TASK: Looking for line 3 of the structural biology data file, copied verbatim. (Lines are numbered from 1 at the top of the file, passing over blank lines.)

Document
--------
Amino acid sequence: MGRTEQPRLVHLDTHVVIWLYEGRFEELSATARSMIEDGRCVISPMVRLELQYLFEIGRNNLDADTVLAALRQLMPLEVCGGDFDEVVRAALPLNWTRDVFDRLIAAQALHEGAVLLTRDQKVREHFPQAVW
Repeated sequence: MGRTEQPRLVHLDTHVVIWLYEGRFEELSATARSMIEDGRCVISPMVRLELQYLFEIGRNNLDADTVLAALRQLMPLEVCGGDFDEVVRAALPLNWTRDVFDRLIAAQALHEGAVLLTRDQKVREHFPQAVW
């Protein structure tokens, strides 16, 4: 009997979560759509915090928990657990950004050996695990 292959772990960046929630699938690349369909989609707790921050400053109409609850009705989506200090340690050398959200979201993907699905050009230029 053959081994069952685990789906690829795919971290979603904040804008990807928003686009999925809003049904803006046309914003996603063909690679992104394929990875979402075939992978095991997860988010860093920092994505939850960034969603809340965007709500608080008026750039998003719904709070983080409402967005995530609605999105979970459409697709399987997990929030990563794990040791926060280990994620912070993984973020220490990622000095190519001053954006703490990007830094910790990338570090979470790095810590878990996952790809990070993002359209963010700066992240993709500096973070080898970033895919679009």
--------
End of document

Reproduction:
């Protein structure tokens, strides 16, 4: 009997979560759509915090928990657990950004050996695990 292959772990960046929630699938690349369909989609707790921050400053109409609850009705989506200090340690050398959200979201993907699905050009230029 053959081994069952685990789906690829795919971290979603904040804008990807928003686009999925809003049904803006046309914003996603063909690679992104394929990875979402075939992978095991997860988010860093920092994505939850960034969603809340965007709500608080008026750039998003719904709070983080409402967005995530609605999105979970459409697709399987997990929030990563794990040791926060280990994620912070993984973020220490990622000095190519001053954006703490990007830094910790990338570090979470790095810590878990996952790809990070993002359209963010700066992240993709500096973070080898970033895919679009």